final until disposition of timely filed motion for rehearing.
from the Circuit Court for the Seventeenth Judicial Circuit,
Broward County; Carlos A. Rodriguez, Judge; L.T. Case No.
B. Kwavnick and Kelly Lenahan of Cooney Trybus Kwavnick
Peets, PLC, Fort Lauderdale, for appellants.
Rubio of the Law Office of Ramon Rubio, P.L., Fort
Lauderdale, for appellee.
appeal from an order granting a new trial in a rear end
collision case, resulting in a small verdict for the
plaintiff, the court determined that comments in voir dire
regarding insurance, as well as testimony regarding the
defendant's research in medical school, improperly swayed
the jury. We conclude that an objection to the comment on
insurance was not properly preserved and cannot serve as
grounds for a new trial. The comment on the defendant's
medical research amounted to admissible
"humanizing" evidence. Even if it did not, given
the lack of explanation of how such evidence created a
"grossly inadequate" verdict, we conclude that the
court abused its discretion in granting a new trial. We
reverse for entry of a judgment consistent with the
appellee/plaintiff, Mery Cohen, filed suit against
appellants/defendants, Joseph Black (driver) and Elizabeth
Black (owner), alleging Black was negligent in causing an
automobile collision in August 2007. The parties gave
different versions of the accident. Cohen testified that she
was stopped at a red light in a turn lane on University Drive
in Broward County when she was struck from behind by Black.
Black, on the other hand, testified that he was also stopped
for the light behind Cohen's vehicle when the light
turned green and the vehicles started to move. Cohen slammed
on her brakes, and Black hit the rear end of her vehicle. The
collision was minor, causing only around $1, 600 damage to
Cohen's bumper. Some statements on Cohen's
application for no-fault insurance benefits contradicted her
testimony. The description of the accident on the form stated
that the light had turned green, although at trial she denied
making that statement.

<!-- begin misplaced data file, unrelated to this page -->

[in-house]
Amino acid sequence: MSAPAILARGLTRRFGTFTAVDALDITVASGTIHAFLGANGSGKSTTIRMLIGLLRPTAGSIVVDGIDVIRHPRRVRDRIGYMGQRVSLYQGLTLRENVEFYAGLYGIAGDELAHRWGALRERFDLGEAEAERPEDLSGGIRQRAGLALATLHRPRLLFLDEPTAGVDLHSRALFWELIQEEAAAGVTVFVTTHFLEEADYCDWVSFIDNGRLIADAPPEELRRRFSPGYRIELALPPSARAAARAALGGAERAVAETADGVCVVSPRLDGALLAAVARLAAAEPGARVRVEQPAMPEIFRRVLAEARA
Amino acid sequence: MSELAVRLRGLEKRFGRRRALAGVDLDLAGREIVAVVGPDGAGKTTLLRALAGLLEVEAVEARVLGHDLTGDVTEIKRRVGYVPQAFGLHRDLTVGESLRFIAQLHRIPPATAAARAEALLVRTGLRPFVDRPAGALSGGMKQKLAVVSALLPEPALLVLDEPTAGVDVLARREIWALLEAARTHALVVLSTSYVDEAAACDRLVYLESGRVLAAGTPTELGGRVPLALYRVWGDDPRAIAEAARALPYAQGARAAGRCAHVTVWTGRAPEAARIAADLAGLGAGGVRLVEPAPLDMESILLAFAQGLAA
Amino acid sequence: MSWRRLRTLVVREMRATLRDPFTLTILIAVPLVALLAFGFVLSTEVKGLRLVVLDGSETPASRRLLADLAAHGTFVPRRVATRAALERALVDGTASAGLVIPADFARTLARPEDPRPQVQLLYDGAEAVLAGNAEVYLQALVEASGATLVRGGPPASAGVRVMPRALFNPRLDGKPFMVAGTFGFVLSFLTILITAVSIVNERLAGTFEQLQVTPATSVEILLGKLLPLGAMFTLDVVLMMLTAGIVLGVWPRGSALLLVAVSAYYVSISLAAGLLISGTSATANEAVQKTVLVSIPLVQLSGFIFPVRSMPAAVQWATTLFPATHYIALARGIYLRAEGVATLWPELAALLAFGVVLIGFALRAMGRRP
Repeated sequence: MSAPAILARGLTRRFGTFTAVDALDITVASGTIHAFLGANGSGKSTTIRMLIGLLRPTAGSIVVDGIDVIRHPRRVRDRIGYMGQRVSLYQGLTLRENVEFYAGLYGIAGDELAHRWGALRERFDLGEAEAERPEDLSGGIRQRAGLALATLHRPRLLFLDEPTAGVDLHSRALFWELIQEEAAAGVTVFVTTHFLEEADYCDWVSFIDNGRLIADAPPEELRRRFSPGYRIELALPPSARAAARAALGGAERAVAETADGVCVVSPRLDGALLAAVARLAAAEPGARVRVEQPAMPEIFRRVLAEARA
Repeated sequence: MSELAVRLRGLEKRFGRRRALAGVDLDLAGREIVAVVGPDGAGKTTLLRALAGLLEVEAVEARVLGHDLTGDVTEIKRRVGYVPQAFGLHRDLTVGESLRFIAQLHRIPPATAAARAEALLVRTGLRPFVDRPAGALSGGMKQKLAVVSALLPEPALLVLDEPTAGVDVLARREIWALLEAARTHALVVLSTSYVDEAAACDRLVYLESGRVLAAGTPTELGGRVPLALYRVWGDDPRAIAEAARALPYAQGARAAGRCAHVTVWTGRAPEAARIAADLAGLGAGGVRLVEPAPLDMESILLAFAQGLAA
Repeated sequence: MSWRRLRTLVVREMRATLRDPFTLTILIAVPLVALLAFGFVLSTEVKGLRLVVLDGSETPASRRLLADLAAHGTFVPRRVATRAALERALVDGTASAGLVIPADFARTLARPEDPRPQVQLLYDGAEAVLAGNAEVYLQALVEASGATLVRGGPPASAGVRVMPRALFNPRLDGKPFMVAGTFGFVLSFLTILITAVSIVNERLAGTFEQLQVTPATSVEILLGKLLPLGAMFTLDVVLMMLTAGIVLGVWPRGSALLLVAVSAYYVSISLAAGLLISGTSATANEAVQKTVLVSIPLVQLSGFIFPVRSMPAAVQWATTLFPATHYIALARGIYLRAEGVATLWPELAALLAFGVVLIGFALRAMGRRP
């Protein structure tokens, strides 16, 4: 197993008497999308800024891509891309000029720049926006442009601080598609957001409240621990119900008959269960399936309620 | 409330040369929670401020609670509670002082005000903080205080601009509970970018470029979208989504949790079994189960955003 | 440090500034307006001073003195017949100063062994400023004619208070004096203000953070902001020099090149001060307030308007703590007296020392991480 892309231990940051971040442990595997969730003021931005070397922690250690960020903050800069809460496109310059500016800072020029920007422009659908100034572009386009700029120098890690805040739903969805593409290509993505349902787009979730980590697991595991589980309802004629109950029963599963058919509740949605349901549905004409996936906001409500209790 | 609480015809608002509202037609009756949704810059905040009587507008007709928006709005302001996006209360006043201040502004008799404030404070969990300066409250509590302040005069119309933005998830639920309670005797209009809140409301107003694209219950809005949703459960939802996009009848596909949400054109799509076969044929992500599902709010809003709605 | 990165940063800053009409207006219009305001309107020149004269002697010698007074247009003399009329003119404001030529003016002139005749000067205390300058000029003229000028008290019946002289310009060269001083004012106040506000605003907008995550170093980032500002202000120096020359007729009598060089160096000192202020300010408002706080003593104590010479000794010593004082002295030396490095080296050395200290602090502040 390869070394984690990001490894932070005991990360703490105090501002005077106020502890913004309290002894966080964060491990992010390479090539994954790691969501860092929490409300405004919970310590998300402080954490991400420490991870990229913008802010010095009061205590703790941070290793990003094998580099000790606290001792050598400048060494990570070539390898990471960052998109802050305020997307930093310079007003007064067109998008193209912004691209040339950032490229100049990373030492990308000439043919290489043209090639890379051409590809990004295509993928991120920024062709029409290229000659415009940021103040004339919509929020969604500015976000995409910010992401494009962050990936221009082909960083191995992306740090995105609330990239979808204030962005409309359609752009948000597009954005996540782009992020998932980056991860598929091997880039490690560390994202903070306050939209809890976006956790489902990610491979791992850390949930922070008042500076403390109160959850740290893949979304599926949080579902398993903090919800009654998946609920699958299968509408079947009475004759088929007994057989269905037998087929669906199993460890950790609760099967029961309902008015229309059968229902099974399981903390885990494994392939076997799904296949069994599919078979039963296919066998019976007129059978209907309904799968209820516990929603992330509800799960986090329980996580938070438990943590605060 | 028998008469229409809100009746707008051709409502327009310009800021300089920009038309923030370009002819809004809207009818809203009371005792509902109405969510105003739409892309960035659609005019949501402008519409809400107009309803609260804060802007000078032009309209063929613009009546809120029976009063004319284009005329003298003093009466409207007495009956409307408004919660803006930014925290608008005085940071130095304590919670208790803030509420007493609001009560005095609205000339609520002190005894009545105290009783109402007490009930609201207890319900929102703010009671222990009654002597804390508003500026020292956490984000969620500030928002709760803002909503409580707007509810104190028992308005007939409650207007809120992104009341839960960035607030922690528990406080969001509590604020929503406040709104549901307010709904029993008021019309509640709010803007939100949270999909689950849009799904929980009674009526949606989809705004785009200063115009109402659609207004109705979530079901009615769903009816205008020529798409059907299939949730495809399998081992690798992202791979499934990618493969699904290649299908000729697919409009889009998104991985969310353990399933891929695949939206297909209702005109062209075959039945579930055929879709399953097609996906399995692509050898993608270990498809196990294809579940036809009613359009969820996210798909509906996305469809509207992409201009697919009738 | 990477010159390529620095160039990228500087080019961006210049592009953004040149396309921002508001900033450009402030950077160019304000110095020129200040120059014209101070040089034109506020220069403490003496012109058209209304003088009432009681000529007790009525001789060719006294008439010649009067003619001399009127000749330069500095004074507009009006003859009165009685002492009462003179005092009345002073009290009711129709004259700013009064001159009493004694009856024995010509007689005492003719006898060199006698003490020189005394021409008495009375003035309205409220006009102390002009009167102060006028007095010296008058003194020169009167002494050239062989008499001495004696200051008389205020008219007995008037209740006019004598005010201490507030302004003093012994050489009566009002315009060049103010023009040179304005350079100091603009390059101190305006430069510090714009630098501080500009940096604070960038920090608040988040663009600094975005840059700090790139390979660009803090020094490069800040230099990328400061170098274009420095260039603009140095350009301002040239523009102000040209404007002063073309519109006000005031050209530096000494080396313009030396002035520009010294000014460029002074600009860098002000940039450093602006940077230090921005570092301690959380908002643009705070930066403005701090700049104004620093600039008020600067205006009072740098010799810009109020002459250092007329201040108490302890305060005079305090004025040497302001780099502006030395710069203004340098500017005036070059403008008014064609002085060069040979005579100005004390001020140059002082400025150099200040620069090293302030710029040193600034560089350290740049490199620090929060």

age fifty-three at the time of the accident, testified her
neck went forward and back during the collision. She did not
seek treatment that day, but she went to Broward Rehab Center
for pain in her shoulders, neck (left and right), and lower
back. She was seen by a neurologist who diagnosed her with
cervical spine strain/sprain, ordered physical therapy, and
prescribed medication. X-rays showed narrowing of the disc
space at multiple levels of the cervical spine. X-rays of the
lower back also showed widespread narrowing of the disc space
throughout the lumbar spine. An MRI taken three months later
showed bulging lumbar discs, causing some nerve impingement.
then was seen by an orthopedic surgeon who diagnosed her as
having herniated discs in the lower back. He recommended a
lumbar discogram. She also had an MRI of her cervical region,
which revealed numerous herniated discs. Her surgeon then
recommended a cervical discogram. Her pain from these
impingements occurred on the left side of her neck.
underwent the discogram in January 2008, which eliminated her
low back pain. In June 2008, her surgeon performed a
discogram on her cervical spine. Post-operatively, she did
well, and the procedure eliminated the pain on the left side
of her neck. However, in October 2008, fourteen months after
the accident, she returned to her orthopedist with complaints
of right-sided neck pain. He treated her with an injection in
the neck and pain medication. By November, he released her
and advised that she should return only on an as needed
basis. She did not return for further visits.
nine months, Cohen saw no doctors. Then, in July 2009, she
saw a series of orthopedists for right-sided neck pain. New
MRIs of the neck were performed, and the orthopedist
recommended a cervical fusion.
later, she saw Dr. Dare, an orthopedic surgeon, as she was
still complaining of right-sided neck pain. After more tests,
he performed a cervical discectomy and fusion in October
2011, almost four years after the accident. Dr. Dare opined
that the accident in August 2007 caused the disc herniation
that ultimately led to the surgery that he performed.
Cohen's medical bills totaled $240, 000, particularly
because Dr. Dare charged $176, 000 for the fusion.
defense offered the testimony of Dr. Rolando Garcia, an
orthopedic spine surgeon, who examined Cohen and her medical
records. He reviewed the x-rays of Cohen taken the day after
the accident and did not find anything that he attributed to
the accident. He stated that the thoracic and lumbar x-rays
were normal. The cervical x-rays showed only arthritic or
degenerative changes, including the levels where Dr. Dare
eventually operated. Dr. Garcia testified that the left-sided
neck pain resolved after the accident, and fourteen months
after the accident, right-sided neck pain commenced. He did
not conclude that the right-sided pain, which manifested
itself fourteen months after the accident, was related to the
accident. He opined that she did not suffer a permanent
injury as a result of the accident, and the cervical fusion
performed by Dr. Dare in 2011 was not necessitated by, nor
attributed to, the accident.
closing argument, Cohen's attorney argued that she had
sustained an aggravation of a pre-existing condition and
asked the jury to award $240, 000 in past medical expenses
and $40, 000 for future office visits (no request for future
surgery). Counsel requested a "floor" of $700, 000
for past pain and suffering during the nine years since the
accident and a minimum of $200, 000 for future pain and
suffering. Black contended that Cohen did not suffer a
permanent injury in the accident. Her complaints of low back
and left-sided neck pain were resolved within a year, and the
right-sided pain was not related to her injuries in the